Investors who jumped into Facebook when it debuted via its initial public offering (IPO) in May have been burned. The stock opened near $40 per share, hit $45, and then fell by more than 50 percent. Some are now drooling, thinking it’s a bargain at its recent levels. It’s not necessarily so, though.
There are, of course, plenty of reasons to be optimistic. Facebook does have hundreds of millions of users, after all, and many are likely to stick around, as that’s where their friends are. Thus, the company is in a position to generate income from those users, by targeting advertising at them and selling other businesses the opportunity to promote certain stories or events to them.
With its massive size, even modest growth rates can result in big profits. It’s already raking in more than a billion dollars in revenue each quarter. It has billions in cash and little debt.
On the other hand, Facebook’s future is far less predictable than, say, Campbell’s Soup or even General Electric. And hundreds of millions of shares held by insiders are “locked up” for set periods. These shares will be freed up over time, and significant selling could depress the stock further.
Facebook may well prosper over time, but it’s not without risks. (The Motley Fool owns shares of Facebook and our newsletters have recommended it.)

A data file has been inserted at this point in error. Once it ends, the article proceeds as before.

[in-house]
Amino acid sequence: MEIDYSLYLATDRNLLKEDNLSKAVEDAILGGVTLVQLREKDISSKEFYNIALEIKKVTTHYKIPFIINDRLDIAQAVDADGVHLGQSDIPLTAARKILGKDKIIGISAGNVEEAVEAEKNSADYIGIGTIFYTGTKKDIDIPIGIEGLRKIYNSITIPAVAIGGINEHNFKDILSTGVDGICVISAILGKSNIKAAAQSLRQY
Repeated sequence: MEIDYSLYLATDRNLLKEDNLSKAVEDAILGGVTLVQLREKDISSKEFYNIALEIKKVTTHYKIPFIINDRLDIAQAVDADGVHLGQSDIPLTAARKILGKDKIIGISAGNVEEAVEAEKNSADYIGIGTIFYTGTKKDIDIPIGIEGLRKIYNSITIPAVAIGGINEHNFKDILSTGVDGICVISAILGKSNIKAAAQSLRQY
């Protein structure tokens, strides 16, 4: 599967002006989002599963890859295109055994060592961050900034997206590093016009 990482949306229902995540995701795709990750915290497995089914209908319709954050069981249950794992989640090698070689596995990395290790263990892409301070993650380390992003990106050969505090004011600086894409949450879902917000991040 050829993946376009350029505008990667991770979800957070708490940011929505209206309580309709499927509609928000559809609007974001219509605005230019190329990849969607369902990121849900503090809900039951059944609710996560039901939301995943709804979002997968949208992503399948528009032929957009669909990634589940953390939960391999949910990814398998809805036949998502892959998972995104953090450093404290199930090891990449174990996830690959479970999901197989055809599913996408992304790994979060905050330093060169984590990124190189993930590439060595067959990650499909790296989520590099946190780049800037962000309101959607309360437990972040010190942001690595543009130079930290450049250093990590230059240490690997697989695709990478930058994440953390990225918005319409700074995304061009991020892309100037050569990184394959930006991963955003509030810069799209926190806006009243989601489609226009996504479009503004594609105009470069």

Ask the Fool
Q: Can you explain what the Federal Reserve is and does? – N.B., Strasburg, Va.
A: “The Fed” is the central bank of the U.S. In its own words, it has four main responsibilities: “conducting the nation’s monetary policy by influencing money and credit conditions in the economy in pursuit of full employment and stable prices,” “supervising and regulating banks and other important financial institutions …,” “maintaining the stability of the financial system and containing systemic risk that may arise in financial markets,” and “providing certain financial services to the U.S. government, U.S. financial institutions and foreign official institutions.”
My dumbest investment
When I wanted to buy stock in Apple at $206 per share, my broker talked me into Kodak stock instead. Ouch! I no longer use a broker. – B., online
The Fool responds: Ouch indeed. Apple stock has approached $700 per share recently, so you would have more than tripled your money by now. And Eastman Kodak, sadly, filed for bankruptcy earlier this year.
In this situation, if you were interested in both companies or just not sure, you might have split your money and bought shares of both. (Just be sure that you’re not buying such small amounts that the trading commissions represent more than 2 percent or so of your investment.) Remember that Apple didn’t always look like a winner. (The Motley Fool owns shares of Apple and its newsletters have recommended it.)
sponsored According to two 2015 surveys, 62 percent of Americans do not have enough savings to handle an unexpected emergency, much less any long-term plans.